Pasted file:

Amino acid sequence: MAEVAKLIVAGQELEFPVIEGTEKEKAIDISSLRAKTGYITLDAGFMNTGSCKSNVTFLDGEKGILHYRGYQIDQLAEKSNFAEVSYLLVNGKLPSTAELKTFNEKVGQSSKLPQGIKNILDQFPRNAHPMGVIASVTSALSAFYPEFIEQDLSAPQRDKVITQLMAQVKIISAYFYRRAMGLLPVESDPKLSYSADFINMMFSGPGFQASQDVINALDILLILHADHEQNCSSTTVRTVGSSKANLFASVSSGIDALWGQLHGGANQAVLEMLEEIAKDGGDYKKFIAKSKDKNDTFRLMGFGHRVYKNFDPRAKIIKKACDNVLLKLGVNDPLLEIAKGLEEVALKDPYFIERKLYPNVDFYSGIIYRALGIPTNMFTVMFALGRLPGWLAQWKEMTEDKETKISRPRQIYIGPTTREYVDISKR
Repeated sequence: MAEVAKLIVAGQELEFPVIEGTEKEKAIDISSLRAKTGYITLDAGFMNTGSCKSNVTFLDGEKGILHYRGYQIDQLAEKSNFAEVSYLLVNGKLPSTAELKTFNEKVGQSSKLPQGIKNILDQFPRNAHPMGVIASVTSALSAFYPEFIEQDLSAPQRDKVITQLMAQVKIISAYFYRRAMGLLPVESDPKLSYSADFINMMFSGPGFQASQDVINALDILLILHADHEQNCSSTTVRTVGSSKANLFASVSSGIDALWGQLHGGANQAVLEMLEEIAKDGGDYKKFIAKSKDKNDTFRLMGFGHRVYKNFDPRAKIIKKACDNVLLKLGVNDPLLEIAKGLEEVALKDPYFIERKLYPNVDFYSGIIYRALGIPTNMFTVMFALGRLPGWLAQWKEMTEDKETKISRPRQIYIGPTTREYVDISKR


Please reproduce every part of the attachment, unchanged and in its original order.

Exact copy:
Amino acid sequence: MAEVAKLIVAGQELEFPVIEGTEKEKAIDISSLRAKTGYITLDAGFMNTGSCKSNVTFLDGEKGILHYRGYQIDQLAEKSNFAEVSYLLVNGKLPSTAELKTFNEKVGQSSKLPQGIKNILDQFPRNAHPMGVIASVTSALSAFYPEFIEQDLSAPQRDKVITQLMAQVKIISAYFYRRAMGLLPVESDPKLSYSADFINMMFSGPGFQASQDVINALDILLILHADHEQNCSSTTVRTVGSSKANLFASVSSGIDALWGQLHGGANQAVLEMLEEIAKDGGDYKKFIAKSKDKNDTFRLMGFGHRVYKNFDPRAKIIKKACDNVLLKLGVNDPLLEIAKGLEEVALKDPYFIERKLYPNVDFYSGIIYRALGIPTNMFTVMFALGRLPGWLAQWKEMTEDKETKISRPRQIYIGPTTREYVDISKR
Repeated sequence: MAEVAKLIVAGQELEFPVIEGTEKEKAIDISSLRAKTGYITLDAGFMNTGSCKSNVTFLDGEKGILHYRGYQIDQLAEKSNFAEVSYLLVNGKLPSTAELKTFNEKVGQSSKLPQGIKNILDQFPRNAHPMGVIASVTSALSAFYPEFIEQDLSAPQRDKVITQLMAQVKIISAYFYRRAMGLLPVESDPKLSYSADFINMMFSGPGFQASQDVINALDILLILHADHEQNCSSTTVRTVGSSKANLFASVSSGIDALWGQLHGGANQAVLEMLEEIAKDGGDYKKFIAKSKDKNDTFRLMGFGHRVYKNFDPRAKIIKKACDNVLLKLGVNDPLLEIAKGLEEVALKDPYFIERKLYPNVDFYSGIIYRALGIPTNMFTVMFALGRLPGWLAQWKEMTEDKETKISRPRQIYIGPTTREYVDISKR